Jeremy Grantham – My Sister’s Pension

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In their recent episode of the VALUE: After Hours Podcast, Taylor, Brewster, and Carlisle discuss Jeremy Grantham – My Sister’s Pension. Here’s an excerpt from the episode:

Tobias: Yeah. What I’ve generally observed is that for the most part– Well, this is easy to say because we’re at all-time highs now but we’ve always gone back to– There’s a Jeremy Grantham article that a mate of mine sent through and I just don’t know if it’s a recent one or if it’s an older one. I didn’t look at the date. But he’s talking about his sister’s pension. Has anybody read that recently?

Bill: No.

Tobias: I think it’s called My Sister’s Pension, something like that. He just says that he’s run his sister’s pension since 1968 and she’s not really interested in the market at all. So, he’s never had to explain to her what’s in there. So, he just has completely free hand in this account and it’s in contrast that with his institutional investors who he has to justify what he’s doing to them all the time and they don’t like it. They want him to change allocations and things like that. Of course, his sister’s accounts done very well. He told her once what was in the account, and she was just like, “Sell it all.” So, he never did that again.

He makes the point that the underlying engine of stock market returns is ultimately GDP or what company’s earning. He said, that is incredibly stable over time. Basically, it moves 1% or 2% in any given year, and then you contrast that with the moves in stock prices, which can be like 19% to 20% on average in any given year. Well, on average. So, he says, you got 20 times the movement in– [crosstalk]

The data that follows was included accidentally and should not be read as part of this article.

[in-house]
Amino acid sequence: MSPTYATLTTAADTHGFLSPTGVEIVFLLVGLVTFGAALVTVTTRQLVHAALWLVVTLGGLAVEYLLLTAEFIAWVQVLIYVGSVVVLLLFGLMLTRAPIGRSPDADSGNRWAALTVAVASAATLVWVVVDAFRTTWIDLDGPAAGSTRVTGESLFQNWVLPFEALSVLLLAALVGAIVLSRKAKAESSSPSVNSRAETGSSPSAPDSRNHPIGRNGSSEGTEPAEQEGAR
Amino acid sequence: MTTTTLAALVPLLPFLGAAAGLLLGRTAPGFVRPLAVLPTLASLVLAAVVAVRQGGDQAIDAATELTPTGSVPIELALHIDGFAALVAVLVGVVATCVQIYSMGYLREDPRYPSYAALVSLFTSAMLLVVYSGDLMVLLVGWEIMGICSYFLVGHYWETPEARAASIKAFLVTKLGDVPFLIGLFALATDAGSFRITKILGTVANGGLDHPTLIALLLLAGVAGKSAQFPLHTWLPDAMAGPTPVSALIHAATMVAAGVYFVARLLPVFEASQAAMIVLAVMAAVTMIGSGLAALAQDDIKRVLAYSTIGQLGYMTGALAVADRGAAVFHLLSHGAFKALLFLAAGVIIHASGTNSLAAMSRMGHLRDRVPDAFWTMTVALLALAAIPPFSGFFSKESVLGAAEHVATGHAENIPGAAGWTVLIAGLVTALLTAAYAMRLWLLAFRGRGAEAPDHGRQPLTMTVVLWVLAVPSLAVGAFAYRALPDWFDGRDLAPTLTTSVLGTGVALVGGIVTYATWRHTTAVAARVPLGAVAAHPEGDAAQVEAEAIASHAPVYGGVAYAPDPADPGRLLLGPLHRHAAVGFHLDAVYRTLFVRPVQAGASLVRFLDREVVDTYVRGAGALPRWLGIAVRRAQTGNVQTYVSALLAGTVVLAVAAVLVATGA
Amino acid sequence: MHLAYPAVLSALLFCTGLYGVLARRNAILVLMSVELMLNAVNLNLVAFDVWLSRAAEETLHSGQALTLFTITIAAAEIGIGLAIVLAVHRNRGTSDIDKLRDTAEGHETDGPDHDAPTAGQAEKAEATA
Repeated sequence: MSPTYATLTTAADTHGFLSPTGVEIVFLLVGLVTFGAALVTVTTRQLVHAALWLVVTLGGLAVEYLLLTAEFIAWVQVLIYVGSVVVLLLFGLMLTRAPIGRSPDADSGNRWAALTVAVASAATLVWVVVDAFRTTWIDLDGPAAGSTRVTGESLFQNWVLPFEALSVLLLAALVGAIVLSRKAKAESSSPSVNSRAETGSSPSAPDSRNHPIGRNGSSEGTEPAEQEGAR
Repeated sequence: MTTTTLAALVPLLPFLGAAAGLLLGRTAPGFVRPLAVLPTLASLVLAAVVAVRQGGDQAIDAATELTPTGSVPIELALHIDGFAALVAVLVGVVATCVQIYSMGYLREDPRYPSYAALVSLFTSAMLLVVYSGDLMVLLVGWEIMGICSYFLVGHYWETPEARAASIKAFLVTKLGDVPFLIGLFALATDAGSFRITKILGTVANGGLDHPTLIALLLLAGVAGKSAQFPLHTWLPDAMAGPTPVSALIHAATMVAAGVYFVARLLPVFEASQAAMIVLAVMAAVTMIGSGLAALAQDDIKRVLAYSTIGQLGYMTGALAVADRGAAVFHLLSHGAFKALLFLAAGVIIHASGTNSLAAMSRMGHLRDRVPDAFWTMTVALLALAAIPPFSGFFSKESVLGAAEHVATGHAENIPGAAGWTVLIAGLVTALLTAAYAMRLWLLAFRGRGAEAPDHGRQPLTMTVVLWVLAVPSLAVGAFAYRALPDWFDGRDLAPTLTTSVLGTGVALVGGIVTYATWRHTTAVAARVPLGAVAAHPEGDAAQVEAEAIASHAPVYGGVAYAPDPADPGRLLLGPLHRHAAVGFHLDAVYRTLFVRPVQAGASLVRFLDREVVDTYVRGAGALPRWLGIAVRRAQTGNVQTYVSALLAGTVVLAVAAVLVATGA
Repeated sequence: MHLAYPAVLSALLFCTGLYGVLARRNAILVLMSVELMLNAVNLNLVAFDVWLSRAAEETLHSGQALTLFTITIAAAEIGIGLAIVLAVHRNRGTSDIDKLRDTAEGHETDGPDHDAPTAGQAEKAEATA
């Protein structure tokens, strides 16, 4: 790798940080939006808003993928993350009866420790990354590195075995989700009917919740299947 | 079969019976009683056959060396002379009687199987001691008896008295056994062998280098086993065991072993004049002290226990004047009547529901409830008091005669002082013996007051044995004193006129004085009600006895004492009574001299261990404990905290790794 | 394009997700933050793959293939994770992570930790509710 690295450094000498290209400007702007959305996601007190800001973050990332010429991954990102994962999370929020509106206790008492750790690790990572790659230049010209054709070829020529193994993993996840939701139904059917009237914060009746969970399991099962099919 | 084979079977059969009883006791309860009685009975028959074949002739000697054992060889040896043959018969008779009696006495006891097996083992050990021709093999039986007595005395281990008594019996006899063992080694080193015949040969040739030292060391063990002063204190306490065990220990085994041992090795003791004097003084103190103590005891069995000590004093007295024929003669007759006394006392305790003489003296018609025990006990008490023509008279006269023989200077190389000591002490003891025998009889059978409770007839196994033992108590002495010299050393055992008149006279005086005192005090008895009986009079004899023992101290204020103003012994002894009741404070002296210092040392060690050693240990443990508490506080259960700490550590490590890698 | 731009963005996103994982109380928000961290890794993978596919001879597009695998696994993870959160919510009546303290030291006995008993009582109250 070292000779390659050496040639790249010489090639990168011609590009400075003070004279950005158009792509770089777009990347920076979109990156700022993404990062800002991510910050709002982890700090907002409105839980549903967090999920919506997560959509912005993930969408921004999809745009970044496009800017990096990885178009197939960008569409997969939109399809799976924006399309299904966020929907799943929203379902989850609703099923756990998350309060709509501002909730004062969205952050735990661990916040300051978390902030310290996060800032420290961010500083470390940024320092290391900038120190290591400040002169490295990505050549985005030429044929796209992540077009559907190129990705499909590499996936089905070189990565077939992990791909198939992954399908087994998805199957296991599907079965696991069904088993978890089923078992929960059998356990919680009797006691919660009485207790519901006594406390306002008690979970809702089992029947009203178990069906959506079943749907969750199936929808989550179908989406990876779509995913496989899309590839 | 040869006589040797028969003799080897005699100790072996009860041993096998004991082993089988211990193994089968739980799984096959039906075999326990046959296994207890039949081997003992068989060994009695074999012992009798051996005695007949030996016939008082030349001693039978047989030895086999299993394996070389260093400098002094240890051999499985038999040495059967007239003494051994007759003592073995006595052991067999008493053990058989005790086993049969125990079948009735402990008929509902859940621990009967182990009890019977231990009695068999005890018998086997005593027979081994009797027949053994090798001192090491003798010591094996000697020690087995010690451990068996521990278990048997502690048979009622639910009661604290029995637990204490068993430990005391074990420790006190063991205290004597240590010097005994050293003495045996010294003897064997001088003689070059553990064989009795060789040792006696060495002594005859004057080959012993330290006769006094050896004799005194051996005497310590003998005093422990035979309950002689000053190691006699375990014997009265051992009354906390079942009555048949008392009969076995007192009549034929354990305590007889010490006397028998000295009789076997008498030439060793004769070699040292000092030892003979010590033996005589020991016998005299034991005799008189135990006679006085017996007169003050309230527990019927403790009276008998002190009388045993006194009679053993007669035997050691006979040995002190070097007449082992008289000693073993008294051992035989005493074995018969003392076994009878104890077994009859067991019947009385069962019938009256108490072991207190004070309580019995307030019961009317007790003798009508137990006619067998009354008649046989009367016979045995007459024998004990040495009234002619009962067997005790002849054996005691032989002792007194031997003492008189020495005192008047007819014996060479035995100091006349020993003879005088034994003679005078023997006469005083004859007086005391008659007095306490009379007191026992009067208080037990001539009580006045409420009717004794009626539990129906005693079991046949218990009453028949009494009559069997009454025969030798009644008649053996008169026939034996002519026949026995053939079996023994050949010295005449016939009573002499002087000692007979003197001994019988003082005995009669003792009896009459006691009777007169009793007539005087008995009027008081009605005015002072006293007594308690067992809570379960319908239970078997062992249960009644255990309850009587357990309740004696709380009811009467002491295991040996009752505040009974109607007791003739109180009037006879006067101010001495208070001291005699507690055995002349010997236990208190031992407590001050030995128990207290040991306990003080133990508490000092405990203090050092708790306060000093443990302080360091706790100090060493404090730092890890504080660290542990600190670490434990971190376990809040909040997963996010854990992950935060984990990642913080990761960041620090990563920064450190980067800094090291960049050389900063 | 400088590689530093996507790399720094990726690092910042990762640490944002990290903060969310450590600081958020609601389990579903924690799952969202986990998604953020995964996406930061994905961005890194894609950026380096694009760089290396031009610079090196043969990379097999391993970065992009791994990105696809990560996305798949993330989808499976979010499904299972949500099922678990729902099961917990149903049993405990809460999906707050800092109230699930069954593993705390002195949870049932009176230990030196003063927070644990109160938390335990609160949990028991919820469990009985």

Jake: Yeah. I think I saw it. You said 17 times, if I remember that paper.

Tobias: It was 19 times.

Jake: Like I wrote that down one point– [crosstalk]

Tobias: Go back and look at it.

Jake: Okay.

Tobias: 19 times. 19% versus 1%.

Jake: The relative movement versus the price movement. Like, fundamental movement versus price movement.

Tobias: Right. What I have observed is that every time there’s a gigantic sell off, like, it sucks for 18 months or two years that you endure and you feel stupid, and then you’re completely– that 18th– I always talk about the 18th value, or the 18th rally that gets sold, that’s when you’re just like, “Ah. It doesn’t matter anymore. I’m going to go be something else.

I’m going to do another job.” And then, that’s, of course, when it rallies, but what I have just eyeballed from the charts is that the portfolio’s run back up to where they would have been absent the crash. The crash, it’s there. But it’s almost like you could just erase it from history for the most part. Just rub it out and then just draw a dotted line from one part to the other part. I guess if you can take that view about it, you do pretty well.

Bill: Yeah.

Tobias: But it’s hard to remember that for 18 months. When I was marketing portfolios to people just after 2009 crash, I talked to a lot of people who had– and this is like 2012. I talked to a lot of people who had sold out of the market in 2009, basically at the bottom. 2007 was the half-year crash that sucked. 2008 was an entire year of just getting punished, including Q4 of 2008 when the market was off like 12% or 14%. So, people just said, “This is enough. I’m going to sell out of here,” and then they didn’t get back in.

So, the [unintelligible 00:30:05] I talked to, he just missed the entire rally back, the entire bounce. It made me realize that what you’ve got to do is you’ve just got to find a way to stay invested. If that means putting on a hedge, do that. If that means carrying cash, do that. If that means not looking at it, do that. Just whatever you can use this to keep yourself in there and just know that basically, it’s not your fault. The market sells off 50% every 10 years or so.

Bill: Yeah, but Robert Kiyosaki told me that he knows when it’s going to happen.

Tobias: Is that Rich Dad Poor Dad?

Bill: Yes.

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